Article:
What then is the role of Gln116-Pro117 identified in the alanine scanning screen in PC12 cells? Further analyses in HEK-293 cells found that these residues are essential for interaction with DHHC17, but not DHHC3. Thus, the loss of membrane binding observed with these mutants in PC12 cells is consistent with the conclusion that DHHC17 plays a major role in palmitoylation and membrane binding of SNAP-25 in this cell line; indeed work in Drosophila reported that SNAP-25 was mislocalized in DHHC17 null mutants [39,40].
Regulation of SNAP-25 function by palmitoylation
There is considerable interest in the idea that cellular membranes are composed of distinct microdomains that differ in their lipid and protein content . In particular, the co-clustering of proteins at specific regions of the plasma membrane may be important in ensuring efficient protein–protein interaction. Numerous studies have reported that palmitoylated proteins associate with cholesterol-rich ‘raft’ domains in the plasma membrane [42,43]. Indeed, biochemical and cell imaging approaches have suggested that SNAP-25 may also be partly localized in cholesterol-rich microdomains. Immunofluorescence analyses of plasma membrane fragments revealed that SNAP-25 is clustered in a cholesterol-dependent manner , and work from our group found that SNAP-25 co-purifies with cholesterol-dependent membrane fractions recovered from detergent-solubilized cells . Chemical depalmitoylation of SNAP-25 reduced the interaction with detergent-resistant fractions, demonstrating that palmitoylation of SNAP-25 is important for association with these structures .
Further analyses revealed that the number of palmitoylation sites in SNAP-25 correlated with the level of association with cholesterol-rich fractions. Introducing an additional cysteine into SNAP-25 (F84C mutant) significantly increased association of the protein with cholesterol-rich membranes in vitro . By examining the ability of the F84C SNAP-25 mutant to rescue exocytosis in PC12 cells expressing the light chain of botulinum neurotoxin E, it was concluded that the cysteine mutant had a reduced exocytotic activity . Based on these observations, we proposed that the palmitoylation status of SNAP-25 regulates its association with cholesterol-rich membrane domains, which in turn regulates its ability to support efficient exocytosis. This model poses many questions, which we are currently addressing: (i) how many cysteine residues are actually palmitoylated in SNAP-25? (ii) Is there heterogeneity in the palmitoylation of cellular SNAP-25? (iii) Is SNAP-25 palmitoylation dynamically regulated? (iv) Are there DHHC proteins localized to the plasma membrane that modify SNAP-25? (v) Is DHHC and/or Apt1 (acyl protein thioesterase 1) activity modulated in response to exocytotic stimulation? (vi) What do high-resolution approaches [e.g. STED (stimulated emission depletion) microscopy, electron microscopy] tell us about SNAP-25 membrane microlocalization? Answering these questions will facilitate a more comprehensive understanding of how the regulation of SNAP-25 palmitoylation is coupled to efficient exocytosis.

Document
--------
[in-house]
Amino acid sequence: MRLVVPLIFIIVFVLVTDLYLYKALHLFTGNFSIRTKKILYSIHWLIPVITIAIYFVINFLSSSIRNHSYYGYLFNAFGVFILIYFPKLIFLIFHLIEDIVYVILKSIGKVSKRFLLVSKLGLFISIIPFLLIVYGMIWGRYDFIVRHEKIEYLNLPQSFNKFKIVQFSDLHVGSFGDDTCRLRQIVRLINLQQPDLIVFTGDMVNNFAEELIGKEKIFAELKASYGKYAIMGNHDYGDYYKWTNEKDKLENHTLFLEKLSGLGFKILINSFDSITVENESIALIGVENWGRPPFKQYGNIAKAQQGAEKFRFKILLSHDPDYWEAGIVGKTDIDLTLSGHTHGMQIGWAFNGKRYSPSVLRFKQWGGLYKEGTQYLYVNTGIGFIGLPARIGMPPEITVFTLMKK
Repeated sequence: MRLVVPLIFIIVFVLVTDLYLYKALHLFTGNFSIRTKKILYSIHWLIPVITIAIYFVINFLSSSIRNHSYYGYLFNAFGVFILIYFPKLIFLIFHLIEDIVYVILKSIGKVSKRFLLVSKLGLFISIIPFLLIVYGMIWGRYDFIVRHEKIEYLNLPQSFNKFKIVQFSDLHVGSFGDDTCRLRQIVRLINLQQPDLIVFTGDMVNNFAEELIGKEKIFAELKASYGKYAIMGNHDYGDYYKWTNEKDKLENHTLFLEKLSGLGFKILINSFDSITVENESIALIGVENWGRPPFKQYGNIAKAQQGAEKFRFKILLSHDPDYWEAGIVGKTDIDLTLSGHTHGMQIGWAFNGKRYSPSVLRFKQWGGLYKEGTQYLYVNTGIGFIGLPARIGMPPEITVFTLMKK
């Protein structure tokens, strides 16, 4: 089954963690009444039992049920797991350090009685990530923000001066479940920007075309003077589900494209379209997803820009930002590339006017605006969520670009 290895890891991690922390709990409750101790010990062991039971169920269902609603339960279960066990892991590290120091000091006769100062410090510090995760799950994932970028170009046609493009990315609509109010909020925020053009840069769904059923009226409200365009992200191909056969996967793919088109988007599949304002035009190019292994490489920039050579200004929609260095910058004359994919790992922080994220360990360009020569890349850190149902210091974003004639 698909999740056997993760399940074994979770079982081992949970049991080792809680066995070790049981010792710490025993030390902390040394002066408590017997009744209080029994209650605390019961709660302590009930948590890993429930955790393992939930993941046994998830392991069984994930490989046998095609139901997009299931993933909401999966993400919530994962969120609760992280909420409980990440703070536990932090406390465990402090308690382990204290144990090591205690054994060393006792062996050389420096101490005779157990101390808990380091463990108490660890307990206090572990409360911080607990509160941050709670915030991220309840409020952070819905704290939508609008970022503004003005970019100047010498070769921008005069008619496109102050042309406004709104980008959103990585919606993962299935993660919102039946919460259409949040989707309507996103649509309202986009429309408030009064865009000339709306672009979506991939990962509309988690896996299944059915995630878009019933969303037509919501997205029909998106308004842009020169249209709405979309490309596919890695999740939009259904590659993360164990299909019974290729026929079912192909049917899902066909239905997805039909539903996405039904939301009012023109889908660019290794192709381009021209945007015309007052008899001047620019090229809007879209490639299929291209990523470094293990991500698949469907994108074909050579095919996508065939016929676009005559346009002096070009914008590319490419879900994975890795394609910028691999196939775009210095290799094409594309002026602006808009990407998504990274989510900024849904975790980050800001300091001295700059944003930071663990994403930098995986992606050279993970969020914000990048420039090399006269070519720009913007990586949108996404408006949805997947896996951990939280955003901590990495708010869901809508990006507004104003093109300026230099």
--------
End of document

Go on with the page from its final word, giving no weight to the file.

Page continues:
Our work is funded by the Medical Research Council U.K.
Molecular Mechanisms in Exocytosis and Endocytosis: 7th Junior Academics Meeting, an Independent Meeting held at University of Edinburgh, Edinburgh, U.K., 5–7 April 2009. Organized and Edited by Rolly Wiegand (Edinburgh, U.K.).
Abbreviations: Akr1p, ankyrin repeat-containing protein 1; Apt1, acyl protein thioesterase 1; CRD, cysteine-rich domain; Erf2p, (etc.), effector of Ras function protein 2 (etc.); DHHC, aspartate-histidine-histidine-cysteine; HEK, human embryonic kidney; SNAP-25, 25 kDa synaptosome-associated protein; SNARE, soluble N-ethylmaleimide-sensitive fusion protein-attachment protein receptor; VAMP2, vesicle-associated membrane protein 2
- © The Authors Journal compilation © 2010 Biochemical Society